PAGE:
KDKA says goodbye to Paul Martino after 50 years on television – CBS Pittsburgh
By: KDKA-TV News Staff
PITTSBURGH (KDKA) – Few can say that they have had a 50-year career in television. Even fewer can say that they started this career when they were only 18 years old. But KDKA’s Paul Martino can say both.
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Allegheny County Manager Rich Fitzgerald declared June 30, 2021 Paul Martino Day in Allegheny County because our friend and colleague retired on Wednesday after an impressive career in broadcasting. The city of Pittsburgh also received honors for Paul.
Paul began his television journey in 1971 as a reporter and presenter at WSIU-TV / FM in Carbondale, Illinois, while a freshman at Southern Illinois University.
While at Carbondale, Paul also worked as a disc jockey and news anchor at WCIL-AM / FM.
In 1976, after graduating from college, Paul moved to Davenport, Iowa, where he worked as a reporter and presenter at WOC-TV / AM.
Two years later, he accepted a job with WGEM-TV / AM in Quincy, Illinois.
And two years later, he moved to Mobile, Alabama, to work at WKRG-TV.
This is where Paul covered one of the biggest stories of his career and inadvertently became part of the story.
In 1981, a drunken retired mobile police officer held the mayor at gunpoint. As this officer held a .357 Magnum at the mayor’s head, Paul managed to defuse the situation and force the officer to surrender.
After four years in Mobile, Paul decided to head north again.
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In 1984 he took a job here at KDKA-TV and, as they say, the rest is history.
Some of Paul’s biggest stories in Pittsburgh include the coverage of the 1985 cocaine scandal involving several Major League Baseball players that took place here in Pittsburgh and the related trials that took place here. Pirate players Dale Berra, Lee Lacy, Lee Mazzilli, John Milner, Dave Parker and Rod Scurry have been swept away by the scandal. The players were all granted immunity in exchange for their testimony. In the end, Philadelphia Phillies clubhouse caterer Curtis Strong and six Pittsburgh-area men were all convicted of cocaine trafficking.
Also in 1985, Paul was part of a team of KDKA journalists that covered one of the worst one-day tornado outbreaks in US history. More than 40 tornadoes hit Ohio, Pennsylvania and New York within nine hours. Nineteen of those tornadoes hit western Pennsylvania, killing 75 people and injuring 800 here. Paul covered the destruction in the Erie County community of Albion, which was essentially destroyed. In 2015, Paul returned to Albion on the 30th anniversary of the devastating tornado that occurred there and found a city rebuilt thanks to the strength, resilience and true courage of its people.
In 1988, Paul covered the bombing of Pan Am Flight 103 over Lockerbie, Scotland. Several local people were on the flight, including Westmoreland County college student Beth Ann Johnson whose parents with Paul developed a special relationship while covering the story. He has remained close to the Johnson family over the years and traveled with them and the families of other victims to Washington, DC as they fought for justice for their loved ones.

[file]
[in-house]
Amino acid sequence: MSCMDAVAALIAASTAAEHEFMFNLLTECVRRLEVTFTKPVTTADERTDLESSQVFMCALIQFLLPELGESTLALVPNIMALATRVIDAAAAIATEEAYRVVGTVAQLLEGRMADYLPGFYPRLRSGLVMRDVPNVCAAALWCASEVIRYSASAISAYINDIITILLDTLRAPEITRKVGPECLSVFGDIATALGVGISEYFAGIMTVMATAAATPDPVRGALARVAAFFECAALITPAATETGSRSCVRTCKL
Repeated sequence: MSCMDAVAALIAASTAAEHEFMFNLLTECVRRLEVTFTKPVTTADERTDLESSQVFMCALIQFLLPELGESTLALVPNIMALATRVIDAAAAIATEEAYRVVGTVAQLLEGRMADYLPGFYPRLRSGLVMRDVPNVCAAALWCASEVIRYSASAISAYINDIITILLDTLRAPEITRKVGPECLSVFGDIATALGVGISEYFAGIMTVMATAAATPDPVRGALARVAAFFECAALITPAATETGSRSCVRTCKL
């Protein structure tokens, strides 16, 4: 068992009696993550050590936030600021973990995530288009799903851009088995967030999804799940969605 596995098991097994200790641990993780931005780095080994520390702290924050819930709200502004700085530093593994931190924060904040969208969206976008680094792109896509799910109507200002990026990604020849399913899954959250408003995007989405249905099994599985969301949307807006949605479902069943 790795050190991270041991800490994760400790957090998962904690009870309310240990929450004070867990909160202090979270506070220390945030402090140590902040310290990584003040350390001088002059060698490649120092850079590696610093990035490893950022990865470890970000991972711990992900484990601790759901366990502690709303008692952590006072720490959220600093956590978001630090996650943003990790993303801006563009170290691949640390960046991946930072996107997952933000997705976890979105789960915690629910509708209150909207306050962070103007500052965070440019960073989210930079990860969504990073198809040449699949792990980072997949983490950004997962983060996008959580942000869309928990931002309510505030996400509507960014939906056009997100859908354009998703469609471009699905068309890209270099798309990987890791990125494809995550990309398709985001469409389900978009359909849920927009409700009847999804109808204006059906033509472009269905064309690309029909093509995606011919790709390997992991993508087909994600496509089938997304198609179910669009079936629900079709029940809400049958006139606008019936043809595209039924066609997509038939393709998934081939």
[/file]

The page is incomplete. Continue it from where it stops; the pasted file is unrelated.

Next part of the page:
During his career, Paul also covered the illnesses and deaths of two Pittsburgh mayors: Richard Caliguiri in 1988 and Bob O’Connor in 2006.
In the 1990s, Paul had an award winning series called “You Paid For It”. He and former KDKA investigative producer Stu Samuels have spoken out against all kinds of misuse of taxpayer money in state government. They found that many lawmakers were doubling their expense reports, charging taxpayers for expensive meals at fancy restaurants, fancy cars, and plane tickets, among others. Eventually, many years later, many of these lawmakers served prison time for corruption.
In 1991, Paul was on the ice in Minnesota when the Pittsburgh Penguins won their first Stanley Cup, and he covered the fan pandemonium that ensued when the team returned to Pittsburgh. He also covered the Stanley Cup Penguins Championship in 1992, coincidentally in his hometown of Chicago. And although he grew up as a Blackhawks fan, Paul says there was no way he couldn’t encourage the Pens to win back-to-back Stanley Cups!
Paul also spent many years here at the weekend anchor, including many with fellow KDKA retiree Brenda Waters.
When asked what he’s most proud of in his career, Paul says one of the things he’s most proud of is moving to Pittsburgh, taking the job here at KDKA-TV and being a part of it. of the Pittsburgh community both through his work on television and with many charitable organizations he has volunteered with over the years.
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As Paul bids farewell, after 50 years on television including 37 of those years here at KDKA, he shared these words for Pittsburgh and the viewers who have watched him all these years: “I hope I have informed you about your district. I hope I have enlightened you a little. And I hope that sometimes I made your face smile. What an honor and privilege it was to come to you. I love Pittsburgh.